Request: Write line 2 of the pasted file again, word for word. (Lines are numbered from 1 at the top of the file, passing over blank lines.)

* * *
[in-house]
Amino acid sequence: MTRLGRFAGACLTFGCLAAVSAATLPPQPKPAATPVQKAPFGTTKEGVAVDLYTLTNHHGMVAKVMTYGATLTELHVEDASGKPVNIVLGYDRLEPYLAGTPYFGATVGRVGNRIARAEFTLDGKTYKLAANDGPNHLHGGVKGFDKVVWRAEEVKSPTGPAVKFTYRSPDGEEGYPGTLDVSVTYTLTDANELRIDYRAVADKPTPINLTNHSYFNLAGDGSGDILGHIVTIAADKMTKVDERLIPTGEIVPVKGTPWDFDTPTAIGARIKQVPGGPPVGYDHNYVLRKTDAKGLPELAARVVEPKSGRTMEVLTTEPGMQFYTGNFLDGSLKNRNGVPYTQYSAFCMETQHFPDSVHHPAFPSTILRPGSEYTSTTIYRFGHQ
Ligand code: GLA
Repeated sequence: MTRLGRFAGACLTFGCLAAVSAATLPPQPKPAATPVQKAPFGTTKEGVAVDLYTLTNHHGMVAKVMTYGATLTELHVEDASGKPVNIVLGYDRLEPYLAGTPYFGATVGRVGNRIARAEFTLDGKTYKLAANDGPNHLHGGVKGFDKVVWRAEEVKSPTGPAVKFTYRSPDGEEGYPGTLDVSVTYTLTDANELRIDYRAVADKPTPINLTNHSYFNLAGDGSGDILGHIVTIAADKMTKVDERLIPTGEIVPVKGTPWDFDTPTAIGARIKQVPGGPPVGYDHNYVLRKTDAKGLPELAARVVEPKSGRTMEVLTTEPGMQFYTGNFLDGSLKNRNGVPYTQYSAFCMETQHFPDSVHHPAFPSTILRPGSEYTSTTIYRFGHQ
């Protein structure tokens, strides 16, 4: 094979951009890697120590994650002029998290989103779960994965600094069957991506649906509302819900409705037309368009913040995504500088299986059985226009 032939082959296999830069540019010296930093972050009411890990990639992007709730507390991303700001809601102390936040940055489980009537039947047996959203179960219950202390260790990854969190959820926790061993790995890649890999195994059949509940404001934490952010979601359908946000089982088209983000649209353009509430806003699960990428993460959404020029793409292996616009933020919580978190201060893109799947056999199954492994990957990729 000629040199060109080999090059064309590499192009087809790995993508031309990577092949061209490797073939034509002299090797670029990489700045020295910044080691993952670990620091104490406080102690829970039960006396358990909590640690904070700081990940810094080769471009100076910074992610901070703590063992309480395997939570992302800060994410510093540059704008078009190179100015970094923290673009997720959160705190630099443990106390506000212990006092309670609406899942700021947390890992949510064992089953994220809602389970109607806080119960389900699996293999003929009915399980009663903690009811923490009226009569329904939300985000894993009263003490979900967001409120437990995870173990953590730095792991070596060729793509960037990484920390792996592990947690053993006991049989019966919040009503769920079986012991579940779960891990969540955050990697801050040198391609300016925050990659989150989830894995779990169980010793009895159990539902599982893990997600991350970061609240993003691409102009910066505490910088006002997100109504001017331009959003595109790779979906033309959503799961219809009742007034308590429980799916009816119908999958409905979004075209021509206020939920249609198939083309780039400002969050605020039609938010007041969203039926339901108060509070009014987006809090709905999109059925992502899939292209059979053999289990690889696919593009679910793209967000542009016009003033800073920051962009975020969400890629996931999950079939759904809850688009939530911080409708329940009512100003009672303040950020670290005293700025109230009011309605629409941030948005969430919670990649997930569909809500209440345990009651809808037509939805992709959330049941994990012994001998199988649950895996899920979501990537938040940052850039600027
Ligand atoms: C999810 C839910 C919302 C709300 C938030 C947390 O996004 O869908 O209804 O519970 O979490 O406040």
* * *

Amino acid sequence: MTRLGRFAGACLTFGCLAAVSAATLPPQPKPAATPVQKAPFGTTKEGVAVDLYTLTNHHGMVAKVMTYGATLTELHVEDASGKPVNIVLGYDRLEPYLAGTPYFGATVGRVGNRIARAEFTLDGKTYKLAANDGPNHLHGGVKGFDKVVWRAEEVKSPTGPAVKFTYRSPDGEEGYPGTLDVSVTYTLTDANELRIDYRAVADKPTPINLTNHSYFNLAGDGSGDILGHIVTIAADKMTKVDERLIPTGEIVPVKGTPWDFDTPTAIGARIKQVPGGPPVGYDHNYVLRKTDAKGLPELAARVVEPKSGRTMEVLTTEPGMQFYTGNFLDGSLKNRNGVPYTQYSAFCMETQHFPDSVHHPAFPSTILRPGSEYTSTTIYRFGHQ